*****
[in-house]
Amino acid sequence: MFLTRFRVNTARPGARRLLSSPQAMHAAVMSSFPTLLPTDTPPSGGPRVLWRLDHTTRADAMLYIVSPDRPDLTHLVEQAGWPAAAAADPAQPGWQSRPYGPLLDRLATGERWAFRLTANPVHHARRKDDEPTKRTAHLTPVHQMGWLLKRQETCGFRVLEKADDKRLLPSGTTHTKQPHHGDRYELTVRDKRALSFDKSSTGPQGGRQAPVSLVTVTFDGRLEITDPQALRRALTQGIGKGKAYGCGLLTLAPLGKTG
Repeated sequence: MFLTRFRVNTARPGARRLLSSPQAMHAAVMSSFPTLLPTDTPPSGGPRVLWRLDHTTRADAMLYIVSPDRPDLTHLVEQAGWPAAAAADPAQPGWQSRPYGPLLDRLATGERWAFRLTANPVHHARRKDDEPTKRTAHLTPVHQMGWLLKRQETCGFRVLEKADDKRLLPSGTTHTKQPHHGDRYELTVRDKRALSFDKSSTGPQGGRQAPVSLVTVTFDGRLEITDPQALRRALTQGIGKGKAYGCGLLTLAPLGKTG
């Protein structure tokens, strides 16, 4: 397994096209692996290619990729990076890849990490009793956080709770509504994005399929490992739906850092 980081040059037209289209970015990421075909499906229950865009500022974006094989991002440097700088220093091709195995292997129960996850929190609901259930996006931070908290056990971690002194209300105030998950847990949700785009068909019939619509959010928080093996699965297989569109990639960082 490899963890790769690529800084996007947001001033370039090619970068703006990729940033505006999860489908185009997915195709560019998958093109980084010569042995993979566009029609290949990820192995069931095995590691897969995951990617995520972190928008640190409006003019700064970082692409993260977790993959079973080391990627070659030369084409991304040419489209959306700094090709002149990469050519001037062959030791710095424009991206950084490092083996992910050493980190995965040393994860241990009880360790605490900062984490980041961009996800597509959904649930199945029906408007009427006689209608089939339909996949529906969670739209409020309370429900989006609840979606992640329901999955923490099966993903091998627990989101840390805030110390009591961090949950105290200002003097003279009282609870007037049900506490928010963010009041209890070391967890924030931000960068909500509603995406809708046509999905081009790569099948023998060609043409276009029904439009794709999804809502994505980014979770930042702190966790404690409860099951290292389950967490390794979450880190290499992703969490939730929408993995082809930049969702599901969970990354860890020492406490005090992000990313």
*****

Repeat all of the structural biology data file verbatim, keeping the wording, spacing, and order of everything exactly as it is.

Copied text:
[in-house]
Amino acid sequence: MFLTRFRVNTARPGARRLLSSPQAMHAAVMSSFPTLLPTDTPPSGGPRVLWRLDHTTRADAMLYIVSPDRPDLTHLVEQAGWPAAAAADPAQPGWQSRPYGPLLDRLATGERWAFRLTANPVHHARRKDDEPTKRTAHLTPVHQMGWLLKRQETCGFRVLEKADDKRLLPSGTTHTKQPHHGDRYELTVRDKRALSFDKSSTGPQGGRQAPVSLVTVTFDGRLEITDPQALRRALTQGIGKGKAYGCGLLTLAPLGKTG
Repeated sequence: MFLTRFRVNTARPGARRLLSSPQAMHAAVMSSFPTLLPTDTPPSGGPRVLWRLDHTTRADAMLYIVSPDRPDLTHLVEQAGWPAAAAADPAQPGWQSRPYGPLLDRLATGERWAFRLTANPVHHARRKDDEPTKRTAHLTPVHQMGWLLKRQETCGFRVLEKADDKRLLPSGTTHTKQPHHGDRYELTVRDKRALSFDKSSTGPQGGRQAPVSLVTVTFDGRLEITDPQALRRALTQGIGKGKAYGCGLLTLAPLGKTG
């Protein structure tokens, strides 16, 4: 397994096209692996290619990729990076890849990490009793956080709770509504994005399929490992739906850092 980081040059037209289209970015990421075909499906229950865009500022974006094989991002440097700088220093091709195995292997129960996850929190609901259930996006931070908290056990971690002194209300105030998950847990949700785009068909019939619509959010928080093996699965297989569109990639960082 490899963890790769690529800084996007947001001033370039090619970068703006990729940033505006999860489908185009997915195709560019998958093109980084010569042995993979566009029609290949990820192995069931095995590691897969995951990617995520972190928008640190409006003019700064970082692409993260977790993959079973080391990627070659030369084409991304040419489209959306700094090709002149990469050519001037062959030791710095424009991206950084490092083996992910050493980190995965040393994860241990009880360790605490900062984490980041961009996800597509959904649930199945029906408007009427006689209608089939339909996949529906969670739209409020309370429900989006609840979606992640329901999955923490099966993903091998627990989101840390805030110390009591961090949950105290200002003097003279009282609870007037049900506490928010963010009041209890070391967890924030931000960068909500509603995406809708046509999905081009790569099948023998060609043409276009029904439009794709999804809502994505980014979770930042702190966790404690409860099951290292389950967490390794979450880190290499992703969490939730929408993995082809930049969702599901969970990354860890020492406490005090992000990313």